The demographic group that used to buy a short wheel base regular cab for personal use can no longer afford one at 25 to 30k new.

  • avatar
    Firestorm 500

    People will pay a lot to “save money”.

    • 0 avatar
      stuki

      They sure do, but I don’t think this is necessarily the best example. Diesels are simply superior vehicles for frequent mid to heavy towers versus gassers. And more and more of America are living in places where a fullsize diesel pickup just don’t fit very well. A midsize diesel amy not be a huge seller, but it is unique enough that there ought to be a market worth serving, at least as long as GM has that market to themselves.

      Of course, the exact same line of reasoning should support at least one of the makers offering a manual in a fullsize………

  • avatar
    PrincipalDan

    Well diesel in my area is roughly the same price as regular unleaded but that of course is a historical anomaly. I wouldn’t mind having one for the ability to tow 7,000 lbs in a truck 75% of the size of a 1/2 ton.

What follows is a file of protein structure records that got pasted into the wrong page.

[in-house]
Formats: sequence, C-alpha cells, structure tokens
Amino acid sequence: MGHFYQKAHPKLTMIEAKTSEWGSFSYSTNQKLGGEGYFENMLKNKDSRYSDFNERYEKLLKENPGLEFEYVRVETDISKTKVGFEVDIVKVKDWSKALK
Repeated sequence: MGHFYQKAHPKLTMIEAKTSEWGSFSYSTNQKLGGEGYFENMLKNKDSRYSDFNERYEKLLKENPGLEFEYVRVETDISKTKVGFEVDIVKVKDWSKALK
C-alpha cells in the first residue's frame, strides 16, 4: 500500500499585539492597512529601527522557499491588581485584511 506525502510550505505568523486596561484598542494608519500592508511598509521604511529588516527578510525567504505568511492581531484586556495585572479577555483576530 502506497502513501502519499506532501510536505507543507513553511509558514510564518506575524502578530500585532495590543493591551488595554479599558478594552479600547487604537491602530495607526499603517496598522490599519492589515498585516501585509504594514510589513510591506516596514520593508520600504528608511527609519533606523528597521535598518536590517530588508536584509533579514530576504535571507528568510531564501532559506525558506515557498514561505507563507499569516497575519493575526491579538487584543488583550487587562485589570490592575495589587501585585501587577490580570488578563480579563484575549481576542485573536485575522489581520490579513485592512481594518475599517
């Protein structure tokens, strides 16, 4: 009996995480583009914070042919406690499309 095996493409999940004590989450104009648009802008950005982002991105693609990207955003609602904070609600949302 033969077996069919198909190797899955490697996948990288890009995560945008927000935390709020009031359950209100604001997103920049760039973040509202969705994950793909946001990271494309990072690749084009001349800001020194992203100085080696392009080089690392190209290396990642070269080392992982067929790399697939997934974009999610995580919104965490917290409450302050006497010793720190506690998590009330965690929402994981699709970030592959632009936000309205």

Honestly the nearly $4000 premium isn’t bad when you consider the standard towing package and exhaust brake.

    Although IIRC the diesel Cruze was cancelled so my cautious optimism might not be justified.

    • 0 avatar
      Hummer

      The towing package is basically a transmission cooler that costs manufacturers $15 and should really be a standard feature, and maybe gears which are no more than $15 themselves. Or in Fords case the towing package means you get a frame thicker than the non-towings paper mâché. Really with a towing capacity of only 7,700lbs, the exhaust brake seems gimicky at best.

      It better get impressive MPGs.

      • 0 avatar
        bball40dtw